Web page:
Twitter is working on a tool that would let users export every tweet they’ve ever made on the site, the company’s chief executive, Dick Costolo, told The New York Times.
But why would someone want all their tweets -- possibly going all the way back to 2006, when Twitter was first launched?
Facebook already lets you download a “personal archive” that includes a list of every message you’ve ever sent to someone, a list of every friend you have on the network, copies of any photos or videos you have ever uploaded to the site, and much more. I recently fetched mine and was surprised at the amount of data I’ve shared -- packaged up by Facebook into 46MB worth of files and folders -- and I consider myself a light user.
Now imagine data from Twitter’s 140 million users who are firing off 140-character tweets throughout the day, every day, whether about their own personal trivia, or their thoughts on current news as it unfolds.
In fact, Twitter has evolved into an important real-time news feed and communication tool. Consider, as examples, just a few events that have chalked up some of the highest tweets-per-second within the last year: Madonna’s Super Bowl half time show (10,245 TPS), Tim Tebow’s overtime touchdown pass during the AFC wild-card playoff game on Jan. 8 (9,420 TPS) and the death of Steve Jobs (6,049 TPS).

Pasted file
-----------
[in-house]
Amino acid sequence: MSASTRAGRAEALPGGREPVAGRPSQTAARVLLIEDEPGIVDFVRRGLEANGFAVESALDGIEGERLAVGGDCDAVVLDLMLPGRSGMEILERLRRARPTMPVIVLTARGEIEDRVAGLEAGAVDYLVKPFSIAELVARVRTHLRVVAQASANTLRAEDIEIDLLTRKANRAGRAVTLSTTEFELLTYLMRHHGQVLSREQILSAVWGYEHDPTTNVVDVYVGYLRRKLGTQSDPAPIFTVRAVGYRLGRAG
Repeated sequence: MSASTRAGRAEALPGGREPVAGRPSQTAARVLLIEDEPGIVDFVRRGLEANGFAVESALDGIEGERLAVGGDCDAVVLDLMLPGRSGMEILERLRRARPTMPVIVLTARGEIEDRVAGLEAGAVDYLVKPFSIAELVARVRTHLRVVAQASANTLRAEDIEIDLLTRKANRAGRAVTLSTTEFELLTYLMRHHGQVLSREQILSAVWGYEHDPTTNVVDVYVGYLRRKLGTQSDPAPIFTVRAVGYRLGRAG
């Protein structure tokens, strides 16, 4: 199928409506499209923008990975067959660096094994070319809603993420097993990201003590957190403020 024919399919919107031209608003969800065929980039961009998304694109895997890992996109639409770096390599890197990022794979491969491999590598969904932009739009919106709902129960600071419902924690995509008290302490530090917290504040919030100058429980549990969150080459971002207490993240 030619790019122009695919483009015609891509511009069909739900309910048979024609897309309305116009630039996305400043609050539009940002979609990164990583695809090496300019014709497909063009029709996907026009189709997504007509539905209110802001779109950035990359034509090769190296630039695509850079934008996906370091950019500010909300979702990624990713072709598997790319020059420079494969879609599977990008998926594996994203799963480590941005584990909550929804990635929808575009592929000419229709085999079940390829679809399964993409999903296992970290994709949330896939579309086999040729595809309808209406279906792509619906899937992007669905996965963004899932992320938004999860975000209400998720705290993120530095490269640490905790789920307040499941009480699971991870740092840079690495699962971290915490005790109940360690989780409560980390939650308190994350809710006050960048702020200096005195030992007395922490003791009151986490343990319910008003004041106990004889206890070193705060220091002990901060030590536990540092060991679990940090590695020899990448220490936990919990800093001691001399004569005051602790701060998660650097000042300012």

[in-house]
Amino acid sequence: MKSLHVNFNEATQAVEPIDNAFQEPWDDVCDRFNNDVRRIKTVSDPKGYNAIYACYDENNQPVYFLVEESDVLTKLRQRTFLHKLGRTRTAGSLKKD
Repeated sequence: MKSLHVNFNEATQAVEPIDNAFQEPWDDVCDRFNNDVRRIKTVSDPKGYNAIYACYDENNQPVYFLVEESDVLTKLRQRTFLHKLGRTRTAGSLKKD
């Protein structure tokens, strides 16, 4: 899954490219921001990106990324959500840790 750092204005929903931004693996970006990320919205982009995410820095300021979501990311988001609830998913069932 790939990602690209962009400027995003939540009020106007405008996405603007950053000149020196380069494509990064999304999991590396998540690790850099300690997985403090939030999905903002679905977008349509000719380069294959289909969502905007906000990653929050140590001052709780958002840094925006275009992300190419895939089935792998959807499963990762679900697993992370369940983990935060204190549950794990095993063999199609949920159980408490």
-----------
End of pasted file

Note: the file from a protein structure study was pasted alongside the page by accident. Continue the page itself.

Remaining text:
So the idea of a person being able to see perhaps tens of thousands of his thoughts over time, all in one place, is pretty compelling. For some people it would work out to be like a virtual diary and news chronicle all in one.
Currently Twitter only gives users access to a certain number of their tweets and Costolo did not say when the company would release the personal export tool it is working on. In the meantime, if retrieving old posts is important to you, try SocialSafe.net, which backs up social networks, or CloudMagic, which is a lightning-fast way to search for things across Exchange, Twitter, Gmail, Google Apps, Chat, Docs, Calendar and Contacts.
Another thing to note is the tool Twitter is developing will only be for user’s own tweets, not for digging through Twitter’s entire trove of posts.
“It’s two different search problems,” Costolo told the Times. “It’s a different way of architecting search, going through all tweets of all time. You can’t just put three engineers on it.”